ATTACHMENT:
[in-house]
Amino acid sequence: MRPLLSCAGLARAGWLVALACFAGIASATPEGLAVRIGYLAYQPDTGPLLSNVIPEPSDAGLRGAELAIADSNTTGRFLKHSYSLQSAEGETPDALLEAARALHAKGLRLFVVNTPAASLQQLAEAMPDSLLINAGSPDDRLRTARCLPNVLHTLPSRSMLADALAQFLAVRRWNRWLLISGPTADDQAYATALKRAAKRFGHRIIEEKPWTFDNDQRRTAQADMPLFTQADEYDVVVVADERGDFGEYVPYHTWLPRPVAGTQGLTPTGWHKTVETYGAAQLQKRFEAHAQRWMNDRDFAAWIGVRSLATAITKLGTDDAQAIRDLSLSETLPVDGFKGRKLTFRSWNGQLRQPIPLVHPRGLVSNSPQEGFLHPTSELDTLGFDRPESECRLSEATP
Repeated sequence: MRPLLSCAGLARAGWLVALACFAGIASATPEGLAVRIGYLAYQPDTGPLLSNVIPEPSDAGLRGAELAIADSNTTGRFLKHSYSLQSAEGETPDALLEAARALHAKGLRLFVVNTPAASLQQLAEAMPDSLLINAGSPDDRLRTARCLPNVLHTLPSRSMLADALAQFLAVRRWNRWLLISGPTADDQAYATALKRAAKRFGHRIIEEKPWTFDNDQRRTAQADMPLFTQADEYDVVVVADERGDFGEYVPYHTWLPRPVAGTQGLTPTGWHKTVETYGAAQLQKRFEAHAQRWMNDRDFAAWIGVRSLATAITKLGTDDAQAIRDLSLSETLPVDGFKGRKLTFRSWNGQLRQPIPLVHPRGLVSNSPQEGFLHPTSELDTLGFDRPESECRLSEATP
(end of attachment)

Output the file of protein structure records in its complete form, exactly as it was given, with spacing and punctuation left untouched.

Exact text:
[in-house]
Amino acid sequence: MRPLLSCAGLARAGWLVALACFAGIASATPEGLAVRIGYLAYQPDTGPLLSNVIPEPSDAGLRGAELAIADSNTTGRFLKHSYSLQSAEGETPDALLEAARALHAKGLRLFVVNTPAASLQQLAEAMPDSLLINAGSPDDRLRTARCLPNVLHTLPSRSMLADALAQFLAVRRWNRWLLISGPTADDQAYATALKRAAKRFGHRIIEEKPWTFDNDQRRTAQADMPLFTQADEYDVVVVADERGDFGEYVPYHTWLPRPVAGTQGLTPTGWHKTVETYGAAQLQKRFEAHAQRWMNDRDFAAWIGVRSLATAITKLGTDDAQAIRDLSLSETLPVDGFKGRKLTFRSWNGQLRQPIPLVHPRGLVSNSPQEGFLHPTSELDTLGFDRPESECRLSEATP
Repeated sequence: MRPLLSCAGLARAGWLVALACFAGIASATPEGLAVRIGYLAYQPDTGPLLSNVIPEPSDAGLRGAELAIADSNTTGRFLKHSYSLQSAEGETPDALLEAARALHAKGLRLFVVNTPAASLQQLAEAMPDSLLINAGSPDDRLRTARCLPNVLHTLPSRSMLADALAQFLAVRRWNRWLLISGPTADDQAYATALKRAAKRFGHRIIEEKPWTFDNDQRRTAQADMPLFTQADEYDVVVVADERGDFGEYVPYHTWLPRPVAGTQGLTPTGWHKTVETYGAAQLQKRFEAHAQRWMNDRDFAAWIGVRSLATAITKLGTDDAQAIRDLSLSETLPVDGFKGRKLTFRSWNGQLRQPIPLVHPRGLVSNSPQEGFLHPTSELDTLGFDRPESECRLSEATP